We went to a pretty waterfall in Boyolali called Kedung Kayang, riding past Mount Merapi and more of those gorgeous green padi fields. Be prepared to ascend down super slippery slopes and steep staircases and random motorbikes going up and down the narrow cemented pathways. It was well worth the 20 minute trek.

One of my favourite waterfalls in Central Java.

One of my favourite waterfalls in Central Java.


In Indonesia, Central Java, formed by volcanic eruptions, is the 5th largest island and the 13th in the world. It is afterall the island of megacities where more than half of Indonesians reside here.

No one truly know where the name Java comes from. It has a few origins from 'jawa-wut' plant to a sanskrit word 'yava' which means barley.

Borobodur temple, which is to be found in Central Java, is the largest Buddhist temple in the world. And not only that, Prambanan temple, which is a few hours ride away, is the largest Hindu temple in South East Asia. Both are UNESCO heritage sites, and so worth the trip to see it once in a lifetime.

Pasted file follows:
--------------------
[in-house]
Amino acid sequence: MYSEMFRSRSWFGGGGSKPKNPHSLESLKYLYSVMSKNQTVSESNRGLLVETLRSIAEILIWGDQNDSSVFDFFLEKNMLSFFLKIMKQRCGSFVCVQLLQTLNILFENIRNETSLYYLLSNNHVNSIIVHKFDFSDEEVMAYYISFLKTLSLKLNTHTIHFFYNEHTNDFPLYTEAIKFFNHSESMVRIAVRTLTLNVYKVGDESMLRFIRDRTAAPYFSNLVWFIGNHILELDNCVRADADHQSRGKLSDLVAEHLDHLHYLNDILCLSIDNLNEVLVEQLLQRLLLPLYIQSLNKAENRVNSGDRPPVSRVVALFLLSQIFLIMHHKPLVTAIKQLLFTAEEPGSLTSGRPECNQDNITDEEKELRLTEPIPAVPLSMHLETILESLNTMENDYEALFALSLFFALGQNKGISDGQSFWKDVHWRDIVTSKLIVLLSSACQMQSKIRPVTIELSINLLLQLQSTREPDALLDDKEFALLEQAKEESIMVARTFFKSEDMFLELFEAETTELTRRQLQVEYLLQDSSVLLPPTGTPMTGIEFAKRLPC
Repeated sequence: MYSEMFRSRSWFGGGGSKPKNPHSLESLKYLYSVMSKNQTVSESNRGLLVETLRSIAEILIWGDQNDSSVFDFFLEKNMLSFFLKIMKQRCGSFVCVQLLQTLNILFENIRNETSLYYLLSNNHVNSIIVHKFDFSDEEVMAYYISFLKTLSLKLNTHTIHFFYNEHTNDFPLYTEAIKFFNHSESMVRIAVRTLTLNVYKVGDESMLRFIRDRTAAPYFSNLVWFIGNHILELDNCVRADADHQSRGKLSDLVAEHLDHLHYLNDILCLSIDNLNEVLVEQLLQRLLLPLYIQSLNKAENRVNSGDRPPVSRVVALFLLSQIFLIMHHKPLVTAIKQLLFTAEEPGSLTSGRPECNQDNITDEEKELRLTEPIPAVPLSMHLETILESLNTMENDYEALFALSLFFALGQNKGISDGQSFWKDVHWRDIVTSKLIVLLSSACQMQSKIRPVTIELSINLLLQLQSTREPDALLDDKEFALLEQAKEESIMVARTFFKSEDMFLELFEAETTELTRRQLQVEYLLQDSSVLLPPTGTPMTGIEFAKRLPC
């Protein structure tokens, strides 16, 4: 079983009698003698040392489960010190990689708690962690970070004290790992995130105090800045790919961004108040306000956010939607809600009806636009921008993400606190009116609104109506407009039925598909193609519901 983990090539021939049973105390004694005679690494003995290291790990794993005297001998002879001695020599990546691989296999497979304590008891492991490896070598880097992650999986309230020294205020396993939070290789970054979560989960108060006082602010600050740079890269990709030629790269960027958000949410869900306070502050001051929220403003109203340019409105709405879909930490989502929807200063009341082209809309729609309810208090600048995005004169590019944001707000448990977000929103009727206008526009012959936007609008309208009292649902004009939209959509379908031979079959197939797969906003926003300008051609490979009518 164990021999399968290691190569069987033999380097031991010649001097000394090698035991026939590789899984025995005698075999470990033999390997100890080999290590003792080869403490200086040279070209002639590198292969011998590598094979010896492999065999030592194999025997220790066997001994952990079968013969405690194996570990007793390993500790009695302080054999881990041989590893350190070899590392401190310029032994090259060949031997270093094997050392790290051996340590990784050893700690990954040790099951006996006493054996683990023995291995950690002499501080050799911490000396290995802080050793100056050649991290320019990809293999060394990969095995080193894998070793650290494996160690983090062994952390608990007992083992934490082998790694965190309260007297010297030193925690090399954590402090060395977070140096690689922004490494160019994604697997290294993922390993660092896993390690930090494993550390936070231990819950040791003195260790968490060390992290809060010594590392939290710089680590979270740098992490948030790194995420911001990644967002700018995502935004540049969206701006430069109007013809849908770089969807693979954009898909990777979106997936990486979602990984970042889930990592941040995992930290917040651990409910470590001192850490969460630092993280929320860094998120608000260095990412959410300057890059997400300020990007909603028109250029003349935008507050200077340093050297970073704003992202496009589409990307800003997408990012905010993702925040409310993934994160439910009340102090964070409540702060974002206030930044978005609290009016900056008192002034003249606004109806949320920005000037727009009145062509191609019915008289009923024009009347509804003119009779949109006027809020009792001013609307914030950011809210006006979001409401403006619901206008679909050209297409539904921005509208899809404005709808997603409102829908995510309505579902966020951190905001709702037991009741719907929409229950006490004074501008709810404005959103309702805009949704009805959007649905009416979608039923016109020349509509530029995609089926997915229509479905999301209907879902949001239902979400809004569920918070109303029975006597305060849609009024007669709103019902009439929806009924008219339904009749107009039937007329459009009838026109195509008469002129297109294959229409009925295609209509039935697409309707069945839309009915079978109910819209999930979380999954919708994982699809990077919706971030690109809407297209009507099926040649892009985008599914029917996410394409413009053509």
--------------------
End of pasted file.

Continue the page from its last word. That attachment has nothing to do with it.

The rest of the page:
Borobodur during the day

Borobodur during the day


Once upon a time, Java was the center of powerful Hindu and Buddhist kingdoms. The Javanese language and culture were heavily influenced by the Hindus. Today, you can still see the religious sites built more than a thousand years ago.

We visited the Buddhist temple, Borobodur, in Magelang. Abandoned in the 14th century following the decline on Hindu kingdoms in Java, Borobodur was taken over by the jungle and fell into local folklore. Folk stories of misfortune and ill omen were circling around the ancient Javanese chronicles.

Borobodur was packed with tourist especially the sunrise session. I personally think it's much nicer (and peaceful) after sunrise, as I got to explore the temple grounds and have a sip of water, admiring the view. I think, sometimes, people forget to enjoy the moment.

Like a wedding cake, Borobodur was a grand temple of nine stacked platforms. If you have a peak into the perforated stupas, there are some buddha statues inhabiting inside.